Grandma scrubbed them with the Lye Soap
    And they haven’t heard a word in years.

    So sing right out for grandma’s Lye Soap
    Good for everything in the home
    And the secret was in the scrubbin’
    ‘Cause it didn’t suds or foam.

    So sing right out for Gramdma’s Lye Soap
    (Sing it loud and clear)
    Good for everything, everything in the place
    The pots and kettles, the dirty dishes
    And for the hands and for the face.

    • #8
  9. Sisyphus Member
    Sisyphus
    @Sisyphus

    Percival (View Comment):

    GRANDMA’S LYE SOAP
    (John Standley and Art Thorson)

    Do you remember Grandma’s Lye Soap?
    Good for everything, everything in the home
    And the secret was in the scrubbin’
    It wouldn’t suds; It wouldn’t foam.

    Mrs. O’Mally, Down in the valley
    Suffered from ulcers, I understand
    She swallowed a cake, of Grandma’s Lye Soap
    Now she’s got the cleanest ulcers in the land!

    Little Herman and Brother Thurman
    Had an aversion to washing their ears
    Grandma scrubbed them with the Lye Soap
    And they haven’t heard a word in years.

    So sing right out for grandma’s Lye Soap
    Good for everything in the home
    And the secret was in the scrubbin’
    ‘Cause it didn’t suds or foam.

    So sing right out for Gramdma’s Lye Soap
    (Sing it loud and clear)
    Good for everything, everything in the place
    The pots and kettles, the dirty dishes
    And for the hands and for the face.

    Mom with the lye soap on the farm…steel wool might be worse, but not a lot worse. Of course, I was about an eighth of my current size at the time.

    • #9
  10. Percival Thatcher
    Percival
    @Percival

    Sisyphus (View Comment):
    Mom with the lye soap on the farm…steel wool might be worse, but not a lot worse. Of course, I was about an eighth of my current size at the time.

    My grandma made lye soap. It was great for poison ivy.

    • #10
  11. She Member
    She
    @She

    KentForrester (View Comment):

    I love that dog who saved the mouse. It’s no wonder that all dogs go to Heaven.

    Great Pyrenees really are gentle giants.  My current two (Odo and Xuxa) are delighted by this year’s project:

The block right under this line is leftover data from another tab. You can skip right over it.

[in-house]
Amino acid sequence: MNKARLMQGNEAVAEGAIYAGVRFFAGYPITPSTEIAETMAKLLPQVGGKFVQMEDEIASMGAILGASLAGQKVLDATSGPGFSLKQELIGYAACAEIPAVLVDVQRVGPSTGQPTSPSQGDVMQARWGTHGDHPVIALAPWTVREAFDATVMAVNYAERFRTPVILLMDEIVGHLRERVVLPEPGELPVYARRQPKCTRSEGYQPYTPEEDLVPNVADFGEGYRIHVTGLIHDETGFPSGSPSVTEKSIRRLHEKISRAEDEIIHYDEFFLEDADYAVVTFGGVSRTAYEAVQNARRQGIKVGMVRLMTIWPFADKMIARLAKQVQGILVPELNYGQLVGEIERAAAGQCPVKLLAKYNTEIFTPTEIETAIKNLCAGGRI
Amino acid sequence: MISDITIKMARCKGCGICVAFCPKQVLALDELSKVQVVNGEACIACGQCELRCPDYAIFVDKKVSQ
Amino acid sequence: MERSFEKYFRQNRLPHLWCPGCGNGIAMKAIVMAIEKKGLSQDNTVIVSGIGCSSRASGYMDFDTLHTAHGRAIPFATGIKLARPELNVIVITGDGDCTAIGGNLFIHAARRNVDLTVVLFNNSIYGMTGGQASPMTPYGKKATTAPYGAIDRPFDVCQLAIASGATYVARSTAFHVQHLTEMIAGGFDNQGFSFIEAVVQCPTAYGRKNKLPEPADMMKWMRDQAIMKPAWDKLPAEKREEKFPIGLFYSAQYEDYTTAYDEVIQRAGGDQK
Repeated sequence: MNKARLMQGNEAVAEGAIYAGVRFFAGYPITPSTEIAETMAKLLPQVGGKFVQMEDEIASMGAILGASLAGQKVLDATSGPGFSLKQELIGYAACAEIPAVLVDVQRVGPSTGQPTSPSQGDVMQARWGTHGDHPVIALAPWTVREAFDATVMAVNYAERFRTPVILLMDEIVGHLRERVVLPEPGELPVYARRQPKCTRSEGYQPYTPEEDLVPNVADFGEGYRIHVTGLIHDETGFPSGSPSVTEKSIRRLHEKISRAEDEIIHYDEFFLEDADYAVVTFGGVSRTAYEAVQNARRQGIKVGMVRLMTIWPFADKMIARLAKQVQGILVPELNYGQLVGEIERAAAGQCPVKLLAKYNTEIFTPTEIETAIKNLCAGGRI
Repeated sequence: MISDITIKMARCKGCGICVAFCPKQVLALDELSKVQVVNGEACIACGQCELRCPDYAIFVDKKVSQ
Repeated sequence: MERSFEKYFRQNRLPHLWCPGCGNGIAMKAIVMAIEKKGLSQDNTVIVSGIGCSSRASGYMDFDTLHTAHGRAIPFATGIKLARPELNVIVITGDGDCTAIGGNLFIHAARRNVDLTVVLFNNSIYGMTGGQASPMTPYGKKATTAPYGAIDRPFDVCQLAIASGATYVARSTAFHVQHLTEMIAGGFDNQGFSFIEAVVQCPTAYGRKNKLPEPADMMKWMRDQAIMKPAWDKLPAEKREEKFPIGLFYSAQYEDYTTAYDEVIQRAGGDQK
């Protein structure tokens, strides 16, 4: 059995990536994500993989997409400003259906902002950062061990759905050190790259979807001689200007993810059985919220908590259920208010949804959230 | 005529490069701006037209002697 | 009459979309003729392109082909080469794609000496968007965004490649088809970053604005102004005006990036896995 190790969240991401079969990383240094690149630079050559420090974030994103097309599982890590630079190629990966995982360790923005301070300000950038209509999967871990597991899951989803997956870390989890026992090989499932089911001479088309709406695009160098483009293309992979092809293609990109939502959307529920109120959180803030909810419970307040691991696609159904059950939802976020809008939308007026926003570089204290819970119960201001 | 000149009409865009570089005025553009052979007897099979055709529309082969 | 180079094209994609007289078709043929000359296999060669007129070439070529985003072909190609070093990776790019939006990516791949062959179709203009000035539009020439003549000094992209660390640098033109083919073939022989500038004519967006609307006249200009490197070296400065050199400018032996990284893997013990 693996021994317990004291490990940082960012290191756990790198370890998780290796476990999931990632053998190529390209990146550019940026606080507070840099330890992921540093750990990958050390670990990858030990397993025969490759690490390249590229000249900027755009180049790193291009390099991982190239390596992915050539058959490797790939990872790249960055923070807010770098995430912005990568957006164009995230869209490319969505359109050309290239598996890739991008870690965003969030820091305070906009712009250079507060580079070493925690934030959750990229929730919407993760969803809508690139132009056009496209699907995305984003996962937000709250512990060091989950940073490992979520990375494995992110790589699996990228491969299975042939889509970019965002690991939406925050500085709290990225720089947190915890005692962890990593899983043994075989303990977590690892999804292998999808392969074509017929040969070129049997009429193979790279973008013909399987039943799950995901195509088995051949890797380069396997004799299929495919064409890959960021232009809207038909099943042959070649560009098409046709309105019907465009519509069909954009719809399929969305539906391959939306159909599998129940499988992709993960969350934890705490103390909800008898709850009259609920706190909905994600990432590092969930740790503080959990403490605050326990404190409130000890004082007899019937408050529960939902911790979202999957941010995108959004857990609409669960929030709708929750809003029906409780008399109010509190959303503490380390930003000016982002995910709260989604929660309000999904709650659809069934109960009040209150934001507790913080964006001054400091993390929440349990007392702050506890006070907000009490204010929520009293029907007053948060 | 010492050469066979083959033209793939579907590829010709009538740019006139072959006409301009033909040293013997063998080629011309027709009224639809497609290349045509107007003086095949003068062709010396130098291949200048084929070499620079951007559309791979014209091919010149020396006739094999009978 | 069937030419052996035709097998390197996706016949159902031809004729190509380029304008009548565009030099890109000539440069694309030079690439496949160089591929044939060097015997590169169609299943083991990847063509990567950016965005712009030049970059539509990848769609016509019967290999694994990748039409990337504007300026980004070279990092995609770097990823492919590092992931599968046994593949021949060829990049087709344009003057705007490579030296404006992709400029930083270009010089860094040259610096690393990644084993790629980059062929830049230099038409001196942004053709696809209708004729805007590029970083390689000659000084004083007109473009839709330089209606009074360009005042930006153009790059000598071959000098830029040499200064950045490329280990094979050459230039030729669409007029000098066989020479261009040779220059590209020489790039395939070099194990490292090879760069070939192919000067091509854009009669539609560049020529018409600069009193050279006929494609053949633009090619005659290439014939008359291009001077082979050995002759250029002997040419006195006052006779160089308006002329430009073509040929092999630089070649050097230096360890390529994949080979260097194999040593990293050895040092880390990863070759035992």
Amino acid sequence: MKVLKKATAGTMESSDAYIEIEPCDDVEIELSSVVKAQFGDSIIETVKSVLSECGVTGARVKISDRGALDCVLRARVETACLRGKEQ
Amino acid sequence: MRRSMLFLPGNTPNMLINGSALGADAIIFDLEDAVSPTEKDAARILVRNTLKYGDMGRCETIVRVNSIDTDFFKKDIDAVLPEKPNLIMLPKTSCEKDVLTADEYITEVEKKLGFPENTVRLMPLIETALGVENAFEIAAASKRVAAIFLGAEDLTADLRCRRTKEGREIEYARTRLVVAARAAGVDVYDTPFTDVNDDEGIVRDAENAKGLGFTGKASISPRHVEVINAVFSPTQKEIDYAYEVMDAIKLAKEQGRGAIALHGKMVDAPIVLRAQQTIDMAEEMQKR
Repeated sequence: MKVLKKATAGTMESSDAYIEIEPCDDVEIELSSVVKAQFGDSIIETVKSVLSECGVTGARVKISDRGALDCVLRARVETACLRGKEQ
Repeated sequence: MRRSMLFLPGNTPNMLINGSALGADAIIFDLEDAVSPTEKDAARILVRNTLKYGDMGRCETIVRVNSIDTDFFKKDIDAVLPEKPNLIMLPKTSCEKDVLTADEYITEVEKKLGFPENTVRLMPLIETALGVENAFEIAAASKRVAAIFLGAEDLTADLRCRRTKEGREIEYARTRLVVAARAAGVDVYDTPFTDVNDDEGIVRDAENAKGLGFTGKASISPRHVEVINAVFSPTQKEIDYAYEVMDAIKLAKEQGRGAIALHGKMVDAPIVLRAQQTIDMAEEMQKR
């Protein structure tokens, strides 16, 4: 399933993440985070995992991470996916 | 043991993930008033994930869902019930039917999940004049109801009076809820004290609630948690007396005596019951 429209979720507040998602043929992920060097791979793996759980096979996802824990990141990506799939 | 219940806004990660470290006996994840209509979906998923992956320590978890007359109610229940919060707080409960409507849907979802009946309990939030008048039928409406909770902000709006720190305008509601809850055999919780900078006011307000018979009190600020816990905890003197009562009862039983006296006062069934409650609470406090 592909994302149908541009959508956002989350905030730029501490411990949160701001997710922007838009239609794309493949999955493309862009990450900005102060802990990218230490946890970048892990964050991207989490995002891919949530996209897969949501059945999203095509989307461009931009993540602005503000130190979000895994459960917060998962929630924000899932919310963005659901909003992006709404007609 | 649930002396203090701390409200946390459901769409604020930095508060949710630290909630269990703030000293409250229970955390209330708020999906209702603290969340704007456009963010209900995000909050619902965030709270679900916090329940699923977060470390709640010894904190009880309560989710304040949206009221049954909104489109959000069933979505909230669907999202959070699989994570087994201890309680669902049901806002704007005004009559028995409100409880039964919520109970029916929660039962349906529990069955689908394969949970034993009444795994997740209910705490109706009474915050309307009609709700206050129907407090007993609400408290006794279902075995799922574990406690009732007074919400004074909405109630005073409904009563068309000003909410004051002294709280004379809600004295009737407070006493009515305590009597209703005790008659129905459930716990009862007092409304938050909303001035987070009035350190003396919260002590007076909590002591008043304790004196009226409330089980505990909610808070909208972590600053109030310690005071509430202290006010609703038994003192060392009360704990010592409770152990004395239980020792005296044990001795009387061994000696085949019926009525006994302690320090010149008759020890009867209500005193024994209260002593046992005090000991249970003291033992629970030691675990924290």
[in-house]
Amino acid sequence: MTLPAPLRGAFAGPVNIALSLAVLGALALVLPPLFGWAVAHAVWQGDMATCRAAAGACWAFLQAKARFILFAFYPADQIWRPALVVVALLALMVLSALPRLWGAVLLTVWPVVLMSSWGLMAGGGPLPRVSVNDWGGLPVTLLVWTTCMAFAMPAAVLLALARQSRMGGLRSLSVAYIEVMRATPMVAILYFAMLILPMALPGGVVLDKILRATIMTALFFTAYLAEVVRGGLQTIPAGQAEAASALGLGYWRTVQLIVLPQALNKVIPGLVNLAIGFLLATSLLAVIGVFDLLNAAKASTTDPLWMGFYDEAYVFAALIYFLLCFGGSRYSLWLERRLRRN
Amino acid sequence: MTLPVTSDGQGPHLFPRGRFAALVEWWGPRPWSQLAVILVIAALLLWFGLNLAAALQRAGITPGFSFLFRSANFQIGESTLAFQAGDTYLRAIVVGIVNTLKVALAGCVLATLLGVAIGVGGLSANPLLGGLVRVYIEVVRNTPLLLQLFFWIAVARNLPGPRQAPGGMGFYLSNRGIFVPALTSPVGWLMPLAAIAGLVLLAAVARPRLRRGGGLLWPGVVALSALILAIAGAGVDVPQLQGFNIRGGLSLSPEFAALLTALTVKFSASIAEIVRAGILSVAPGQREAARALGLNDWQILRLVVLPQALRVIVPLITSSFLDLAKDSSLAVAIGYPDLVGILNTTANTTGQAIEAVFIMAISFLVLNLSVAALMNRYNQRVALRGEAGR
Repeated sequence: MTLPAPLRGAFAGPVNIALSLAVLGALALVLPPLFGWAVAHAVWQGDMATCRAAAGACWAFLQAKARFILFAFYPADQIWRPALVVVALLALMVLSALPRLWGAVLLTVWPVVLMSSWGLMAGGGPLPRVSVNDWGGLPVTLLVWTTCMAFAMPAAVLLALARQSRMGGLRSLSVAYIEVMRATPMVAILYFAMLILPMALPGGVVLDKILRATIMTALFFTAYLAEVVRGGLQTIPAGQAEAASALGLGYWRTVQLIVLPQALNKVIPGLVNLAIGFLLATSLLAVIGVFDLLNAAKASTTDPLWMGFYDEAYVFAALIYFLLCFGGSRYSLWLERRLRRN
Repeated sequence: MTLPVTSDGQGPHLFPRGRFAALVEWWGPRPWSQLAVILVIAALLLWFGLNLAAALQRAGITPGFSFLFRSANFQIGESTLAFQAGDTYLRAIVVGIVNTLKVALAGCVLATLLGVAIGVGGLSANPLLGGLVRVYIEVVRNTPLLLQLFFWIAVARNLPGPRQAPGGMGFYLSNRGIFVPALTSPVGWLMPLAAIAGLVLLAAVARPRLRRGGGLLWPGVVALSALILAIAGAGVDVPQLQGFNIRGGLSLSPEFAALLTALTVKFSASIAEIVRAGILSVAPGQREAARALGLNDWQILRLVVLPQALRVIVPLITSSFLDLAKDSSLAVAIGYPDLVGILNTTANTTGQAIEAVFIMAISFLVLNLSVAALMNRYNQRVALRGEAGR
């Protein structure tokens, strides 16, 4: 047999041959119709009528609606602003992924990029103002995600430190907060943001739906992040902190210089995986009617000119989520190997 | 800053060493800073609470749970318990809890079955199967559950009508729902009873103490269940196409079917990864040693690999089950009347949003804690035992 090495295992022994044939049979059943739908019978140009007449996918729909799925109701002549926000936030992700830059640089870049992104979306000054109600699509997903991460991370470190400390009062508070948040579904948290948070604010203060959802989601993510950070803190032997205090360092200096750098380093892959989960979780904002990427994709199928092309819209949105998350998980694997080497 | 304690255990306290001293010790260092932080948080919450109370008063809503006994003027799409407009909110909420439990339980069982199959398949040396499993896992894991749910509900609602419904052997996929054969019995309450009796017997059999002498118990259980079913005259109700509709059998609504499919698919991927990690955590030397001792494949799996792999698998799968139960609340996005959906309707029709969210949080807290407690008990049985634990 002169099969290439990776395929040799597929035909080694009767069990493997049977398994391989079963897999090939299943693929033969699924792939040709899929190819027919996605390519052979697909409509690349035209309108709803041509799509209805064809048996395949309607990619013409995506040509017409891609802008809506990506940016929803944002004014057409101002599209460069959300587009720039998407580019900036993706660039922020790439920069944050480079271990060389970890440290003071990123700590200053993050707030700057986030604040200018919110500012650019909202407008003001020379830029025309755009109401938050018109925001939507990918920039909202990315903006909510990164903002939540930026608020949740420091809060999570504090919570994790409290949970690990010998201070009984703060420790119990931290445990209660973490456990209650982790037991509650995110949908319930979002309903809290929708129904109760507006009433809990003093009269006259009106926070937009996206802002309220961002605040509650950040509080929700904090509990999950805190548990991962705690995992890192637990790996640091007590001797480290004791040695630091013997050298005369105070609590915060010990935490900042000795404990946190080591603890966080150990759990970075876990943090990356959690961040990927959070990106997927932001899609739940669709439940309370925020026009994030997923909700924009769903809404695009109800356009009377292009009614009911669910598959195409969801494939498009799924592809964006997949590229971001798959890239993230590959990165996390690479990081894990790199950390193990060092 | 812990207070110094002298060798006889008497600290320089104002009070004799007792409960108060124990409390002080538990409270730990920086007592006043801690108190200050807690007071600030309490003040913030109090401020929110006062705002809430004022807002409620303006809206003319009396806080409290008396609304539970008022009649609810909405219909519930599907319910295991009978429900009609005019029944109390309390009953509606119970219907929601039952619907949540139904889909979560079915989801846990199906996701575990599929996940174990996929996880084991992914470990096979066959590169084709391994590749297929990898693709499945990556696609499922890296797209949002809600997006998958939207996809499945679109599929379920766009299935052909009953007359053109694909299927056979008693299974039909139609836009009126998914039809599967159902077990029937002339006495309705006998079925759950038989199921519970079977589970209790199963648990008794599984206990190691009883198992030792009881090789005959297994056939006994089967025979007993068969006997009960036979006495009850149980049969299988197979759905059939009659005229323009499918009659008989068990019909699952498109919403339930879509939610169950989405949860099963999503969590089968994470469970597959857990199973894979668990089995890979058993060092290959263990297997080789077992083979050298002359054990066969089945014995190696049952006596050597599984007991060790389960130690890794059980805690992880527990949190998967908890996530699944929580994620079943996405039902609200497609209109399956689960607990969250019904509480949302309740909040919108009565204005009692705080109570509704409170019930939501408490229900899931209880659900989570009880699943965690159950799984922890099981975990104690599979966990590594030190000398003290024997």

Sorry about that last one.  Chinggis is outside exercising his lungs and making his presence known to the world, and wanted to make sure he was included with the rest of the gang.

    Gazing at a bar of soap with “affection” is a bit dotty, Mrs. She. I can see falling in love with a washcloth. But a bar of soap!?

    I aspire to “dotty.”  If I could ever think of such a thing, I’d be the white witch in the enchanted cottage who–having discovered tadpoles swimming happily in the little pools formed in her driveway potholes during the Spring rains–would form a barrier with overturned five-gallon buckets and keep the water supply topped up when things got a bit dry for them, until they grew up and hopped away.  If I could ever think of such a thing.

    Oh, wait….

    I think one of the things the poem is about is the multiplicative power of affection.  Hard to know where it starts or ends (the affection).  Maybe that’s why I’m so fond of it (the poem).

    • #11
  12. She Member
    She
    @She

    Percival (View Comment):

    Sisyphus (View Comment):
    Mom with the lye soap on the farm…steel wool might be worse, but not a lot worse. Of course, I was about an eighth of my current size at the time.

    My grandma made lye soap. It was great for poison ivy.

    I remember her.  Good on Grandma for sending her packing.

    What I remember about the old ladies of my childhood is not only the restorative substances they wielded to such good effect–lye soap, turpentine, etc–but the tough, leathery, hard-working hands that applied them.   Maudie Nichols, my great-grandmother’s tiny, elf-like maid, used to slather my chest with Vicks and wrap me in flannel, and it was like being kneaded with 80-grit sandpaper.  

    They were loving hands.  I miss them all.

     

    • #12
  13. Eustace C. Scrubb Member
    Eustace C. Scrubb
    @EustaceCScrubb

    I love the work of Billy Collins. My favorite poem by anyone is his poem about mothers, The Lanyard

    A few years ago I went to hear him do a reading, he shared the stage with Aimee Mann. He would read a poem, she would sing a song. It was a wonderful night.

    • #13
  14. JoelB Member
    JoelB
    @JoelB

    Johnny Standley’s version of Grandma’s Lye Soap. It is part of a parody of old time revival preaching called “It’s in the Book”. The song starts about 3-1/2 minutes in. 

    • #14
  15. She Member
    She
    @She

    Eustace C. Scrubb (View Comment):

    I love the work of Billy Collins. My favorite poem by anyone is his poem about mothers, The Lanyard.

    It was my late friend Andrea who introduced me to Billy Collins, by reciting The Lanyard, which she knew by heart.  We were sorting out memorabilia in her home one day, and we came across many things her daughters had made for her over the years–paper doily Valentine’s day cards, lumpy ceramics, sun-catchers made from odds and ends, many such things.  Given the care with which she’d kept them, and the joy they brought to her face when we found them, I’m pretty sure she considered herself and the girls more than even.

    A few years ago I went to hear him do a reading, he shared the stage with Aimee Mann. He would read a poem, she would sing a song. It was a wonderful night.